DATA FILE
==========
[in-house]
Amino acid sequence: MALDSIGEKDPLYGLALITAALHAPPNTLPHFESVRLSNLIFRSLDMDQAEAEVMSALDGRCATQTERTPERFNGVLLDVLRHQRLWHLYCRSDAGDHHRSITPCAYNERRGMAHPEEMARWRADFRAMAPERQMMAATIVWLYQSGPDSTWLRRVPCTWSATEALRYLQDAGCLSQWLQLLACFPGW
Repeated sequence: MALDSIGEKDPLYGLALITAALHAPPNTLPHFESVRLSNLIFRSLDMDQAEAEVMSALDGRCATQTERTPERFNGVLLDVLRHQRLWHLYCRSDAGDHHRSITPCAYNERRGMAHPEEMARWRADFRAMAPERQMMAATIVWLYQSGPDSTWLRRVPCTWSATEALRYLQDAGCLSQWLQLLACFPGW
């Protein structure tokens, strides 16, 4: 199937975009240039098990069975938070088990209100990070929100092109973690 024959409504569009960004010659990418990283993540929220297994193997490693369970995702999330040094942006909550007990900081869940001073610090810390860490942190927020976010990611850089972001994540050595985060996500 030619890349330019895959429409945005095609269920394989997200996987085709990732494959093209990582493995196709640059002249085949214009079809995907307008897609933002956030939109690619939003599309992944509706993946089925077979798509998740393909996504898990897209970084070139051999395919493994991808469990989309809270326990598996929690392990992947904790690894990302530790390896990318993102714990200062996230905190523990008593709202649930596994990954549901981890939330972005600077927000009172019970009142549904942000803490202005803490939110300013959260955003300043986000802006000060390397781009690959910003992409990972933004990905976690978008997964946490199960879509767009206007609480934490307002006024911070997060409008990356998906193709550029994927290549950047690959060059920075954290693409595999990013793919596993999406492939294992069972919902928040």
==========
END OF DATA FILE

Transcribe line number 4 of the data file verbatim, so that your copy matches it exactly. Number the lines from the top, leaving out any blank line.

């Protein structure tokens, strides 16, 4: 199937975009240039098990069975938070088990209100990070929100092109973690 024959409504569009960004010659990418990283993540929220297994193997490693369970995702999330040094942006909550007990900081869940001073610090810390860490942190927020976010990611850089972001994540050595985060996500 030619890349330019895959429409945005095609269920394989997200996987085709990732494959093209990582493995196709640059002249085949214009079809995907307008897609933002956030939109690619939003599309992944509706993946089925077979798509998740393909996504898990897209970084070139051999395919493994991808469990989309809270326990598996929690392990992947904790690894990302530790390896990318993102714990200062996230905190523990008593709202649930596994990954549901981890939330972005600077927000009172019970009142549904942000803490202005803490939110300013959260955003300043986000802006000060390397781009690959910003992409990972933004990905976690978008997964946490199960879509767009206007609480934490307002006024911070997060409008990356998906193709550029994927290549950047690959060059920075954290693409595999990013793919596993999406492939294992069972919902928040």